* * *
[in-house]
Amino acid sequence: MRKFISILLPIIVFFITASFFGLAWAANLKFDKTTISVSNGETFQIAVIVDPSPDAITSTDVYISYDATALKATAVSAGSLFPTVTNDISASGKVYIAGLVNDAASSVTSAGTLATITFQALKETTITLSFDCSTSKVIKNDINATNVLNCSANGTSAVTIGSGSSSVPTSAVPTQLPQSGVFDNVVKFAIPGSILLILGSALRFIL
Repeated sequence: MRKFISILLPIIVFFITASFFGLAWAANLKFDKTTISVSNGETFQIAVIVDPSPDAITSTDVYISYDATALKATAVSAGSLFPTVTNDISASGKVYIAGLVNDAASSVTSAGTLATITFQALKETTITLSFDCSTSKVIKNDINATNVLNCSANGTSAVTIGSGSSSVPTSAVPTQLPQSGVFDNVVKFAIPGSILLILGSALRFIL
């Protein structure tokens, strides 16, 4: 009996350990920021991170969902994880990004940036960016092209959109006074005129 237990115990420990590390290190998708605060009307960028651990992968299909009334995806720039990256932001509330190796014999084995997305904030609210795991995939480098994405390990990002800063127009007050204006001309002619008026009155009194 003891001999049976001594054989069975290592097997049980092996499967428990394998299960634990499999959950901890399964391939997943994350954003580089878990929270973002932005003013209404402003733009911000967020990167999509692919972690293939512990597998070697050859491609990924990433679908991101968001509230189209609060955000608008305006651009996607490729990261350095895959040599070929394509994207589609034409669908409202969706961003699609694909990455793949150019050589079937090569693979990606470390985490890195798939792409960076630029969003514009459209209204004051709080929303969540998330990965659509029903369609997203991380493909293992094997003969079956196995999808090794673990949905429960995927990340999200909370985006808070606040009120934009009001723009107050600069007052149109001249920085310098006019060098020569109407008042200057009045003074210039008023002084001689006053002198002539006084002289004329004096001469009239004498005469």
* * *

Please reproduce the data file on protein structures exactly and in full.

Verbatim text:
[in-house]
Amino acid sequence: MRKFISILLPIIVFFITASFFGLAWAANLKFDKTTISVSNGETFQIAVIVDPSPDAITSTDVYISYDATALKATAVSAGSLFPTVTNDISASGKVYIAGLVNDAASSVTSAGTLATITFQALKETTITLSFDCSTSKVIKNDINATNVLNCSANGTSAVTIGSGSSSVPTSAVPTQLPQSGVFDNVVKFAIPGSILLILGSALRFIL
Repeated sequence: MRKFISILLPIIVFFITASFFGLAWAANLKFDKTTISVSNGETFQIAVIVDPSPDAITSTDVYISYDATALKATAVSAGSLFPTVTNDISASGKVYIAGLVNDAASSVTSAGTLATITFQALKETTITLSFDCSTSKVIKNDINATNVLNCSANGTSAVTIGSGSSSVPTSAVPTQLPQSGVFDNVVKFAIPGSILLILGSALRFIL
């Protein structure tokens, strides 16, 4: 009996350990920021991170969902994880990004940036960016092209959109006074005129 237990115990420990590390290190998708605060009307960028651990992968299909009334995806720039990256932001509330190796014999084995997305904030609210795991995939480098994405390990990002800063127009007050204006001309002619008026009155009194 003891001999049976001594054989069975290592097997049980092996499967428990394998299960634990499999959950901890399964391939997943994350954003580089878990929270973002932005003013209404402003733009911000967020990167999509692919972690293939512990597998070697050859491609990924990433679908991101968001509230189209609060955000608008305006651009996607490729990261350095895959040599070929394509994207589609034409669908409202969706961003699609694909990455793949150019050589079937090569693979990606470390985490890195798939792409960076630029969003514009459209209204004051709080929303969540998330990965659509029903369609997203991380493909293992094997003969079956196995999808090794673990949905429960995927990340999200909370985006808070606040009120934009009001723009107050600069007052149109001249920085310098006019060098020569109407008042200057009045003074210039008023002084001689006053002198002539006084002289004329004096001469009239004498005469």